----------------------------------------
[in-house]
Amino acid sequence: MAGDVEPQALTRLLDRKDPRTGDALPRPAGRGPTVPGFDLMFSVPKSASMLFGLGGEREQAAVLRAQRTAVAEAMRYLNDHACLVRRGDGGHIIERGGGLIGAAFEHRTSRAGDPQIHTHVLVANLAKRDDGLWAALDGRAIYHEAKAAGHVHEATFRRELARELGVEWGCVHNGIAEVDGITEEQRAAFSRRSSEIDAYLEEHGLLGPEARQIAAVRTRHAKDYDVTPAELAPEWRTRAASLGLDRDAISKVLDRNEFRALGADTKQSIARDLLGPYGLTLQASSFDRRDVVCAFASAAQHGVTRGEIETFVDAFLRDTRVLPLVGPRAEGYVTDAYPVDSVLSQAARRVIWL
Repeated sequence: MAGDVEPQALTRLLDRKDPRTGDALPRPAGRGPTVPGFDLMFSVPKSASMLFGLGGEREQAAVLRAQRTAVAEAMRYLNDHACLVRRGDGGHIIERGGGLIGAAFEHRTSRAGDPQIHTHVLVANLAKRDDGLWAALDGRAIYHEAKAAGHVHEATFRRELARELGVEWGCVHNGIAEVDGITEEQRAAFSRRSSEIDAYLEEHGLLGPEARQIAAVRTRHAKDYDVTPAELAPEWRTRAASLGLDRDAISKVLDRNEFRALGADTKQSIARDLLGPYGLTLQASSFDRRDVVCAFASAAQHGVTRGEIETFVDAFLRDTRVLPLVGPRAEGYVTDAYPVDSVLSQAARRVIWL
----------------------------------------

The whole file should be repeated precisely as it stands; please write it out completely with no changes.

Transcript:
[in-house]
Amino acid sequence: MAGDVEPQALTRLLDRKDPRTGDALPRPAGRGPTVPGFDLMFSVPKSASMLFGLGGEREQAAVLRAQRTAVAEAMRYLNDHACLVRRGDGGHIIERGGGLIGAAFEHRTSRAGDPQIHTHVLVANLAKRDDGLWAALDGRAIYHEAKAAGHVHEATFRRELARELGVEWGCVHNGIAEVDGITEEQRAAFSRRSSEIDAYLEEHGLLGPEARQIAAVRTRHAKDYDVTPAELAPEWRTRAASLGLDRDAISKVLDRNEFRALGADTKQSIARDLLGPYGLTLQASSFDRRDVVCAFASAAQHGVTRGEIETFVDAFLRDTRVLPLVGPRAEGYVTDAYPVDSVLSQAARRVIWL
Repeated sequence: MAGDVEPQALTRLLDRKDPRTGDALPRPAGRGPTVPGFDLMFSVPKSASMLFGLGGEREQAAVLRAQRTAVAEAMRYLNDHACLVRRGDGGHIIERGGGLIGAAFEHRTSRAGDPQIHTHVLVANLAKRDDGLWAALDGRAIYHEAKAAGHVHEATFRRELARELGVEWGCVHNGIAEVDGITEEQRAAFSRRSSEIDAYLEEHGLLGPEARQIAAVRTRHAKDYDVTPAELAPEWRTRAASLGLDRDAISKVLDRNEFRALGADTKQSIARDLLGPYGLTLQASSFDRRDVVCAFASAAQHGVTRGEIETFVDAFLRDTRVLPLVGPRAEGYVTDAYPVDSVLSQAARRVIWL